34. ^ Wilkinson, C. R., and Buddemeier, R. W. (1994) "Global Climate Change and Coral Reefs:Implications for People and Reefs". Report of the UNEP-IOC-ASPEI-IUCN Global Task Team on the Implications of Climate Change on Coral Reefs. IUCN, Gland, Switzerland.
  35. ^ "The Open Ocean -". Retrieved 2016-09-26.
  36. ^ Seven Miles Down: The Story of The Bathyscaph Trieste. Archived 2007-02-02 at the Wayback Machine, Rolex Deep Sea Special, January 2006.
  37. ^ "Aphotic Zone |". Retrieved 2018-12-06.
  38. ^ "March 2014 Newsletter - What's Going on at Desert Star".

Further references

External links

AP Computer Science

In the United States, Advanced Placement Computer Science is a suite of Advanced Placement courses and examinations covering areas of computer science. They are offered by the College Board to high school students as an opportunity to earn college credit for college-level courses. The suite consists of two current classes and one discontinued class.

AP Computer Science was taught in Pascal for the 1984–1998 exams, in C++ for 1999–2003, and in Java since 2004.AP Computer Science Principles is an introductory course to computer science, "with a focus on how computing powers the world". It is designed as a parallel to AP Computer Science A, to emphasize computational thinking and fluency. It is meant to be the equivalent of a first-semester course in computer science.

Abyssal zone

The abyssal zone or abyssopelagic zone is a layer of the pelagic zone of the ocean. "Abyss" derives from the Greek word ἄβυσσος, meaning bottomless. At depths of 4,000 to 6,000 metres (13,000 to 20,000 ft), this zone remains in perpetual darkness. These regions are also characterized by continuous cold and lack of nutrients. The abyssal zone has temperatures around 2 to 3 °C (36 to 37 °F) through the large majority of its mass. It is the deeper part of the midnight zone which starts in the bathypelagic waters above.The area below the abyssal zone is the sparsely inhabited hadal zone. The zone above is the bathyal zone.

Aquatic respiration

Aquatic respiration is the process whereby an aquatic animal obtains oxygen from water.

Aquatic science

Aquatic Science is the multidisciplinary study of aquatic ecosystems, both freshwater and marine. Scientific investigations range in scale from the molecular level of contaminants to the stresses on entire ecosystems.

Some of the major fields of study within aquatic sciences include: limnology (study of lakes, rivers, wetlands and groundwater); biogeochemistry; aquatic ecology; oceanography; marine biology; and hydrology.

Artificial seawater

Artificial seawater (abbreviated ASW) is a mixture of dissolved mineral salts (and sometimes vitamins) that simulates seawater. Artificial seawater is primarily used in marine biology and in marine and reef aquaria, and allows the easy preparation of media appropriate for marine organisms (including algae, bacteria, plants and animals). From a scientific perspective, artificial seawater has the advantage of reproducibility over natural seawater since it is a standardized formula. Synthetic seawater is also known as artificial seawater and substitute ocean water.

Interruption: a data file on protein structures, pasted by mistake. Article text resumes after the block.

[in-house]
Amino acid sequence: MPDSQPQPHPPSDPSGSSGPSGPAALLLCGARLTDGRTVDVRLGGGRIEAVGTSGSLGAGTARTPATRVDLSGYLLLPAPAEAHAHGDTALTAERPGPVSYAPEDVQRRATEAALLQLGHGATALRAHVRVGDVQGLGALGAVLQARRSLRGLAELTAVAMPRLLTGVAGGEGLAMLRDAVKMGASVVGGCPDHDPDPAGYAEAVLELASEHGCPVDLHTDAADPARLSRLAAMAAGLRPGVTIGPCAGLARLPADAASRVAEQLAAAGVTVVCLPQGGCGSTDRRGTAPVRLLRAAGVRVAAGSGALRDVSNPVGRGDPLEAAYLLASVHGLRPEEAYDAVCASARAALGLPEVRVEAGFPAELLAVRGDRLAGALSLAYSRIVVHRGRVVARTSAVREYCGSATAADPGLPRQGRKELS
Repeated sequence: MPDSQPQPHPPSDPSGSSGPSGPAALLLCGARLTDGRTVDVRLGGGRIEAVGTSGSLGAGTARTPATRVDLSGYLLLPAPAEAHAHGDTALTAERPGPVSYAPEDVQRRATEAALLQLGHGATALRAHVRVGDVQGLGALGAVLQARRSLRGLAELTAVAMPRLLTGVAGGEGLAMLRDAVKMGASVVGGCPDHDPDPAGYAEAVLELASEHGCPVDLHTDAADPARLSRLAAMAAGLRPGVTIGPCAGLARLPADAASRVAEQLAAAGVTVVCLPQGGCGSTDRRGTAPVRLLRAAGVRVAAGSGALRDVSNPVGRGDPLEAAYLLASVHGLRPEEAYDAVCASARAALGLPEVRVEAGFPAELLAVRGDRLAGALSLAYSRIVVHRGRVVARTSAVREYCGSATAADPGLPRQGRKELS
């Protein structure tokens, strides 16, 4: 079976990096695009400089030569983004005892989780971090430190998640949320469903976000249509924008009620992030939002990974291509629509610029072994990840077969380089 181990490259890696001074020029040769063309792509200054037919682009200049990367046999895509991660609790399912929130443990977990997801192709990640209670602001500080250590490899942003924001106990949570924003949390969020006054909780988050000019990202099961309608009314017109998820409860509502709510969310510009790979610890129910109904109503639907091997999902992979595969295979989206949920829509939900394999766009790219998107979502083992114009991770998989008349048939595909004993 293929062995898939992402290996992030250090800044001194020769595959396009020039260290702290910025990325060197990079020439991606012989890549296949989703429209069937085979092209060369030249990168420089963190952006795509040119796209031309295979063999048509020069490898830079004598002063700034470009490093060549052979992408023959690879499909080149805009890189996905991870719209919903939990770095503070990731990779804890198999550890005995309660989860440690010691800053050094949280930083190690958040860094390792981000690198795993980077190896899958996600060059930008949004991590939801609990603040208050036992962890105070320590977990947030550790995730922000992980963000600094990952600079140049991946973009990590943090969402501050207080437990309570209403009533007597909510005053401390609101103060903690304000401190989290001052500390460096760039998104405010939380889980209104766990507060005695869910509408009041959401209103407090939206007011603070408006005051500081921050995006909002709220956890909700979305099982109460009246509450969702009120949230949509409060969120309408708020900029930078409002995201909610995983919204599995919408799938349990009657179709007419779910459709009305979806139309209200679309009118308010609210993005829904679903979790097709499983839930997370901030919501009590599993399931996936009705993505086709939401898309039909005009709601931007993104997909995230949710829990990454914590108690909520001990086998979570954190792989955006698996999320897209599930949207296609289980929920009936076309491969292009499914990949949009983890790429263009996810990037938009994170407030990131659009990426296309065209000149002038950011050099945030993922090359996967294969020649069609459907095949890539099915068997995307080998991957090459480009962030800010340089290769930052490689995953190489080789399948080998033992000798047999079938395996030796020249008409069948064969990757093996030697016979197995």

Ballantine scale

The Ballantine scale is a biologically defined scale for measuring the degree of exposure level of wave action on a rocky shore. Devised in 1961 by W. J. Ballantine, then at the zoology department of Queen Mary College, London, the scale is based on the observation that where shoreline species are concerned "Different species growing on rocky shores require different degrees of protection from certain aspects of the physical environment, of which wave action is often the most important." The species present in the littoral zone therefore indicate the degree of the shore's exposure.

Brackish marsh

Brackish marshes develop by salt marshes where a significant freshwater influx dilutes the seawater to brackish levels of salinity. This commonly happens upstream from salt marshes by estuaries of coastal rivers or near the mouths of coastal rivers with heavy freshwater discharges in the conditions of low tidal ranges.

Central Institute of Fisheries Technology

The Central Institute of Fisheries Technology (CIFT) is an autonomous organization engaged in research related to fishing and fish processing in India. The institute has its headquarters in Matsyapuri, Willingdon Island, Kochi and is a subsidiary of Indian Council of Agricultural Research (ICAR), New Delhi, under the Ministry of Agriculture, India.

Economics of Marine Biology

"Economics of Marine Biology" is the seventh episode of the fourth season of the NBC sitcom Community, which originally aired on March 21, 2013.

Dean Pelton enlists the help of the study group in order to enroll a wealthy new student whose laziness is expected to bring much needed funds to Greendale.


Lentisphaerae is a phylum of bacteria closely related to Chlamydiae and Verrucomicrobia.It includes two monotypic orders Lentisphaerales and Victivallales. Phylum members can be aerobic or anaerobic and fall under two distinct phenotypes. One consists of terrestrial gut microbiota from mammals and birds. The other phenotype includes marine micro-organisms: sequences from fish and coral microbiomes and marine sediment.

Littoral zone

The littoral zone or nearshore is the part of a sea, lake or river which is close to the shore. In coastal environments the littoral zone extends from the high water mark, which is rarely inundated, to shoreline areas that are permanently submerged. It always includes this intertidal zone and is often used to mean the same as the intertidal zone. However, the meaning of "littoral zone" can extend well beyond the intertidal zone.

There is no single definition. What is regarded as the full extent of the littoral zone, and the way the littoral zone is divided into subregions, varies in different contexts (lakes and rivers have their own definitions). The use of the term also varies from one part of the world to another, and between different disciplines. For example, military commanders speak of the littoral in ways that are quite different from marine biologists.